On Sunday, Bhekisisa reported that out of the 31 million doses of the Johnson & Johnson (J&J) Covid-19 vaccine procured by South Africa, the first two batches of 1.1 million and 900,000 cannot be released until the US Food and Drug Administration (FDA) gives the go-ahead.
In a Daily Maverick webinar, Dr Nicholas Crisp, deputy director-general at the Department of Health and the man in charge of the government’s Electronic Vaccination Data System (EVDS), explained the processes and time frames involved when a vaccine is released to a country or purchaser.
Crisp said once the FDA gives permission for use, South Africa’s regulator has to first verify that it is a “bona fide vaccine”. The National Control Laboratory then checks the potency of the vaccine, whether it has been contaminated or compromised and the level of protection the vaccine offers the public.
The National Control Laboratory takes samples from every batch and vets the paperwork.
“That is a safety measure that we will not compromise on, and we have to be patient for those three to four days that it takes,” said Crisp.
The time-frame also depends on the size of the batch and how many samples need to be taken. Once this process is completed, the EVDS has to ensure logistics are in place, including staff rosters and the correct needles and syringes. Crisp said the EVDS had “been ready for some time, and we are anxious to scale-up our vaccinations”.
Providers have said that they can “double” the 70,000 daily vaccinations “very quickly”. The EVDS, which is currently only available in English, allows the department to keep track of everything that happens within the national vaccination roll-out, said Crisp.
Currently, only healthcare workers and people over the age of 60 qualify to be vaccinated in the roll-out.
“The minister was given recommendations by two ministerial advisory committees and there were discussions in government [about] how to prioritise who to register first,” Crisp said.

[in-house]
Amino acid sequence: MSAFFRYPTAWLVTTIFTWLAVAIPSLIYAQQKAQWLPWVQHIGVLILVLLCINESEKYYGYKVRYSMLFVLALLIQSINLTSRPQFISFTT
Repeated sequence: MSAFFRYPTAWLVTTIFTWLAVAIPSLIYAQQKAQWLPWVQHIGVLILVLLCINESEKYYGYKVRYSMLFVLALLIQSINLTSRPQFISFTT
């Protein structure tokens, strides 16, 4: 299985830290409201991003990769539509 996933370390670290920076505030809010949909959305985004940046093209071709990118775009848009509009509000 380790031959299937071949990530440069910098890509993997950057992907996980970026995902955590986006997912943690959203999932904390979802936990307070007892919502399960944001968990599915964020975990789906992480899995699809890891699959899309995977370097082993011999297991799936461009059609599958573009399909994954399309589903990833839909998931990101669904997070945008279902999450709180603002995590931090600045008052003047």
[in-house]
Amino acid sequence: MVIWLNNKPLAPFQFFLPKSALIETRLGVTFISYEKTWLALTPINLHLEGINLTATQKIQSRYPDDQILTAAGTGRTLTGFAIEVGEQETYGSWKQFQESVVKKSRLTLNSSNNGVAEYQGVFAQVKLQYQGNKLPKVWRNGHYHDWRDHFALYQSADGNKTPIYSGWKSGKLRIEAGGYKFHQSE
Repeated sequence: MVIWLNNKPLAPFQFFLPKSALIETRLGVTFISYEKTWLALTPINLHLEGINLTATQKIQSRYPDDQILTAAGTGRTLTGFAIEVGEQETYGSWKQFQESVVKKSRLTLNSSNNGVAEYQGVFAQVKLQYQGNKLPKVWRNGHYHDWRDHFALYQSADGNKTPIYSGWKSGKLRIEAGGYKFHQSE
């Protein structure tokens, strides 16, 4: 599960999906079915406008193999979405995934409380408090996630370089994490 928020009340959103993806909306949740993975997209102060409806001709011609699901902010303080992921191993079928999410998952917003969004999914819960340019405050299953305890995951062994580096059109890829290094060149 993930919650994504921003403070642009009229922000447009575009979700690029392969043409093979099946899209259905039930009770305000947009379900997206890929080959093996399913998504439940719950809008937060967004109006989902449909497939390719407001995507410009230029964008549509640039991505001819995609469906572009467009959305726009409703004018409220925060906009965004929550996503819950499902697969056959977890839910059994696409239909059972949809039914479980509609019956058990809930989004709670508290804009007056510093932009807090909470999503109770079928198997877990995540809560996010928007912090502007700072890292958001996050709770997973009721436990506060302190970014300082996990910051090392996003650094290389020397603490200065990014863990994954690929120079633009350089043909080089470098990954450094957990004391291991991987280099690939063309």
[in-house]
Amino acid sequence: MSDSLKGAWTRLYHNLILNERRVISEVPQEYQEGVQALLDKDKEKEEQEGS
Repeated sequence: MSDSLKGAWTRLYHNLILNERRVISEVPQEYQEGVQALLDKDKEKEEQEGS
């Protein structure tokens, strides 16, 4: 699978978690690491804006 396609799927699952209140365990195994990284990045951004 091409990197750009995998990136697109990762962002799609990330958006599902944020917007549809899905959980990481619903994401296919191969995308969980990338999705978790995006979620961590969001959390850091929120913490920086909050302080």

“In the Sisonke programme – which preceded this and where the EVDS was used for management of that process – we were only targeting healthcare workers.
“Now we are targeting the remaining healthcare workers, plus all the persons over 60.”
This portion of the population was prioritised for two reasons: age itself is a risk factor for severe illness and for hospitalisation and morbidity and mortality, and there is an abundance of comorbidities in that group already, said Crisp.
In conversation with Maverick Citizen journalist Estelle Ellis on Sunday, Crisp addressed “vaccine envy”, and people who have registered for a vaccine but are still waiting to receive their jab.
“We need to see the big picture to understand why [people] are waiting for an appointment,” said Crisp.
Just over 3.2 million people have registered in the EVDS, and 1.1-million people have been vaccinated, he said. This means that there are 2.1 million people waiting to receive their jab.
Using the EVDS, Crisp and the rest of his team are able to monitor every vaccination site and can see where the queues are long and where they are moving slowly. In rural areas, especially “far-flung” rural areas, it has been slower, said Crisp: “This is largely due to lack of access to vaccination points.”
He explained that a person’s position in the queue is determined by the date of registration, location and proximity to a vaccination site.
“We might not have a site that is anywhere near where you [live] and until there’s a site 10km in an urban area or 30km in a rural area from where you stay, you will not be scheduled.”
As the national roll-out gains momentum, the public will find that vaccination sites will become more accessible, he said.
You can log on to the EVDS and change your location if you have recently moved house, as well as change the date and time of your appointment, without losing your spot in the queue, said Crisp.
“Once you’re registered we’re not going to forget you, and even those who were registered as healthcare workers under Sisonke are now queued into the national roll-out.”
Crisp said he is confident that the EVDS is ready to begin the J&J roll-out as soon as the vaccines are available for use.
“We are doing everything we can to find other vaccines, other ways to purchase [vaccines] and to find vaccines that other countries may not be using,” said Crisp.
But there’s science to this as well and it must be ensured that the vaccine South Africa chooses is going to have the required immune response.
“And the science keeps changing.”
Crisp urged healthcare workers and those who are over the age of 60 to register for the vaccine and to help others to register.
“My neighbour’s health is my health, and if we are unable to protect one another, we are going to suffer together as a community and prolong the agony.” DM
If you are a healthcare worker or are aged 60 or older, you can register for a vaccine here.
The updated list of sites that are reporting vaccinations to the EVDS can be found here.
The daily Covid-19 vaccination report can be found here.
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